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1. Leading Tone Triad.

a. The diminished leading tone triad (viio ) is found in both Major and minor keys (Figure 7-1).

Figure 7-1. Diminished Leading Tone Triad

NOTE: Remember, the root of the subtonic triad is a whole step below the tonic.

b. The leading tone triad is often called an incomplete dominant seventh with omitted root. The leading tone triad is identical to the top three notes of the dominant seventh chord. The leading tone triad can substitute for the dominant seventh chord (Figure 7-2).

Figure 7-2. Common Tones, viio - V7

c. Unequal Fifths. The root and fifth of the leading tone triad in first inversion often ascend to the root and fifth of the tonic chord. These fifths are NOT parallel perfect fifths. In the viio6 triad, the interval between the root (B) and the fifth (F) is a diminished fifth, not a perfect fifth. Unequal fifths are acceptable (Figure 7-3).

Figure 7-3. Acceptable Unequal Fifths

NOTE: Remember, the triad is in first inversion when the third of the chord is the bass note. The fifth and the root are voiced above the third.

2. Triad Positions.

a. The leading tone triad is most frequently used in first inversion (Figure 7-4).

Figure 7-4. First Inversion Leading Tone Triad

b. The leading tone triad is rarely used in root position. When it does occur, it is usually when the root movement of the chords in the progression is the cycle of fifths and all the chords are in root position. This pattern is called a harmonic sequence (Figure 7-5).

Figure 7-5. Root Position Leading Tone Triad

c. Secondary triads are uncommon in second inversion, but can be used as passing chords. A secondary triad passing six-four chord can be explained as melodic non-harmonic tones in relation to the surrounding harmony.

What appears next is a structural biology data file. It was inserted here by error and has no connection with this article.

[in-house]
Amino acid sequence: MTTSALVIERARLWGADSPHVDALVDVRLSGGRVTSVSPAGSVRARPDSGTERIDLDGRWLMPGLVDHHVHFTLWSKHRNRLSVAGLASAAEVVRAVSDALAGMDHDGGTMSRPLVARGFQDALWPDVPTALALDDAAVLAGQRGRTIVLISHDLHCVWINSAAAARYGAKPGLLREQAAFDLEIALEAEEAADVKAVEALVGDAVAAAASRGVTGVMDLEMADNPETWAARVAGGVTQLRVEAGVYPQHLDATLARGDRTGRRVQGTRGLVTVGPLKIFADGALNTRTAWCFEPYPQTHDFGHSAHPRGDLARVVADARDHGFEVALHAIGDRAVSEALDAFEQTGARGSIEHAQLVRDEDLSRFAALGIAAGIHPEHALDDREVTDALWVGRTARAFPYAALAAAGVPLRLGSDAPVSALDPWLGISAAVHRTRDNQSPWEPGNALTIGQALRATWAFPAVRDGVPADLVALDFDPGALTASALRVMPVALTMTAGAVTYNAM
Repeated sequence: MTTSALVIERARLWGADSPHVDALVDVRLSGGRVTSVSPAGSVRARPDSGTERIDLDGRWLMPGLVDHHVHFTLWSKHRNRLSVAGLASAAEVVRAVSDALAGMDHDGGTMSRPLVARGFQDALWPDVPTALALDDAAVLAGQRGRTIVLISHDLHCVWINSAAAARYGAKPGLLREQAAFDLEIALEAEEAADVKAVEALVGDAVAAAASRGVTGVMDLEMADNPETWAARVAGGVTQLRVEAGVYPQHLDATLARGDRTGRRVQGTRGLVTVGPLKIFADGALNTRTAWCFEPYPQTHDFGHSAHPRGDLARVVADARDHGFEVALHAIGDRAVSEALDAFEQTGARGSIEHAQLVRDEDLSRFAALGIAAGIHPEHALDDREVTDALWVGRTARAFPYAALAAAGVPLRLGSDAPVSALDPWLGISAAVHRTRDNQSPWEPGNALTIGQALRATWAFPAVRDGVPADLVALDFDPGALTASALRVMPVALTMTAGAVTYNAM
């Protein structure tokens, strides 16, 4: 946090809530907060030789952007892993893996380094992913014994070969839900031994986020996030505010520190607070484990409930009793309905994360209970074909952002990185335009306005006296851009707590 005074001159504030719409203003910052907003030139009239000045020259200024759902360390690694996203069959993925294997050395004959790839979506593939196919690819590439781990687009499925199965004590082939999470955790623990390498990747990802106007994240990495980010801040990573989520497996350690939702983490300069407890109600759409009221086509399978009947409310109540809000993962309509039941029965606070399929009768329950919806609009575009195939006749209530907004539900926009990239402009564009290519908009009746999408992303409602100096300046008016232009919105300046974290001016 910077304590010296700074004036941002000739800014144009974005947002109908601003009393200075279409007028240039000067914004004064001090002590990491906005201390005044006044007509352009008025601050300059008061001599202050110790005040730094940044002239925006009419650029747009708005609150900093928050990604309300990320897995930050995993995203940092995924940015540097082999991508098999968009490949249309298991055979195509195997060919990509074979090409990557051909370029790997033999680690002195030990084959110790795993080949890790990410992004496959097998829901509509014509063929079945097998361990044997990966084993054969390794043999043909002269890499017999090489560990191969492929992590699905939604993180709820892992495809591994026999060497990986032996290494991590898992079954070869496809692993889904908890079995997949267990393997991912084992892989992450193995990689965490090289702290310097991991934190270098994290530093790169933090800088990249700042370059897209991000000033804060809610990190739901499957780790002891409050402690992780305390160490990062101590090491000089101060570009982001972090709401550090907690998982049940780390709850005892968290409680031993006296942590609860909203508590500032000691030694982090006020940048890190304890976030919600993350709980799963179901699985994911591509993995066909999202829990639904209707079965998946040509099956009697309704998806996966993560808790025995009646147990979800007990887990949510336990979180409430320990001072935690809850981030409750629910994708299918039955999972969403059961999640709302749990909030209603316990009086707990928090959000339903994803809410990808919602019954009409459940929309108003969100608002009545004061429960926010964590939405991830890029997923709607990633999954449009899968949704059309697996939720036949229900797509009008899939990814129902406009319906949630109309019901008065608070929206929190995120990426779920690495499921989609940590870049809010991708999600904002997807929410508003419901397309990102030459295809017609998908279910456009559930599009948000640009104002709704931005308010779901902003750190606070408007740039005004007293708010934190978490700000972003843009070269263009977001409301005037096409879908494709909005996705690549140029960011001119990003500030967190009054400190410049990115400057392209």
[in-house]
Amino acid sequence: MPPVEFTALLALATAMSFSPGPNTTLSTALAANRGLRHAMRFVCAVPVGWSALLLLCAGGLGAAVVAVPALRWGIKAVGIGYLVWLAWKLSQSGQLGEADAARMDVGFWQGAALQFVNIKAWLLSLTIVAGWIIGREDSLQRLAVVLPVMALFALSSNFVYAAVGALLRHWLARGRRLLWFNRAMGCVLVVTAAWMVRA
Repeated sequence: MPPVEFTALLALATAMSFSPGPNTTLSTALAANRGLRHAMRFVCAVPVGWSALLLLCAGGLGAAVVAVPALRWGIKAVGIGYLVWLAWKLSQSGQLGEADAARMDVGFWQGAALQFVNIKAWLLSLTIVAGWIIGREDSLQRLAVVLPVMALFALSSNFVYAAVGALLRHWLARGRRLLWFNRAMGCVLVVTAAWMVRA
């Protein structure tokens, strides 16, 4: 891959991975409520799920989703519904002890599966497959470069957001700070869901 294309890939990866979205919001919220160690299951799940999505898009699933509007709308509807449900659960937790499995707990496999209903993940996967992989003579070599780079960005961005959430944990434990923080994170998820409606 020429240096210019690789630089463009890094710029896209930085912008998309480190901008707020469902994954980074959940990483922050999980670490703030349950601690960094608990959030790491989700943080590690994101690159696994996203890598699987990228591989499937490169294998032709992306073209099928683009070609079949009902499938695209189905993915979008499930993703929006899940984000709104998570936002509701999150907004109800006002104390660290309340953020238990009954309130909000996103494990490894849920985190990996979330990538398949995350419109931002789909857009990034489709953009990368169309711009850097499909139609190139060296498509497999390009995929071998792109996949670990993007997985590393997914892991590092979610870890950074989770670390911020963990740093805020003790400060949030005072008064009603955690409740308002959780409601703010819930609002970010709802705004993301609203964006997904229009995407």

3. Doubling.

a. The third of the chord is normally doubled in the first inversion diminished leading tone triad. This avoids doubling tone of the notes of the dissonant interval of the tritone, TT (the leading tone and the subdominant of the key) (Figure 7-6).

Figure 7-6. Normal Doubling, viio6

b. When the fifth is in the soprano voice, the fifth is usually doubled (Figure 7-7).

Figure 7-7. Doubled Fifth, viio6

NOTE: Remember, that a doubled note can be doubled at the unison.

c. The root of the chord can be doubled in a harmonic sequence to preserve the similar voice motion in the upper voices (Figure 7-8).

Figure 7-8. Doubled Root, viio6


Write the inner voices of each first inversion leading tone triad (Figure 7-9).

Figure 7-9. First Inversion Leading Tone Triad, viio6

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Answer Key

4. Use of the Leading Tone Triad

a. The leading tone triad (viio6) serves largely as a passing or neighboring chord centered around the tonic triad.

(1) The leading tone triad is used as a passing chord between the tonic triad and its first inversion. The bass voice moves in stepwise motion (Figure 7-10).

Figure 7-10. viio6 as a Passing Chord Between I and I6

NOTE: The viio6 is used as a substitute for the passing of the dominant triad.

(2) The leading tone triad can also be used between the first inversion and root position tonic triad (Figure 7-11).

Figure 7-11. viio6 as a Passing Chord Between I6 and I

(3) The leading tone triad is used as a neighboring chord between two like (root or first inversion) tonic chords (Figure 7-12).

Figure 7-12. viio6 as a Neighboring Chord

b. The leading tone triad frequently occurs after the subdominant triad (IV) in place of the dominant chord when the soprano voice ascends (Figure 7-13).

Figure 7-13. Leading Tone Triad After Subdominant


Identify how the leading tone triad is used. Write in the space provided whether it is used as a passing chord, neighboring chord, or as a substitute for the dominant (Figure 7-14).

Figure 7-14. Use of the Leading Tone Triad

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Answer Key

David L. Heiserman, Editor

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Revised: June 06, 2015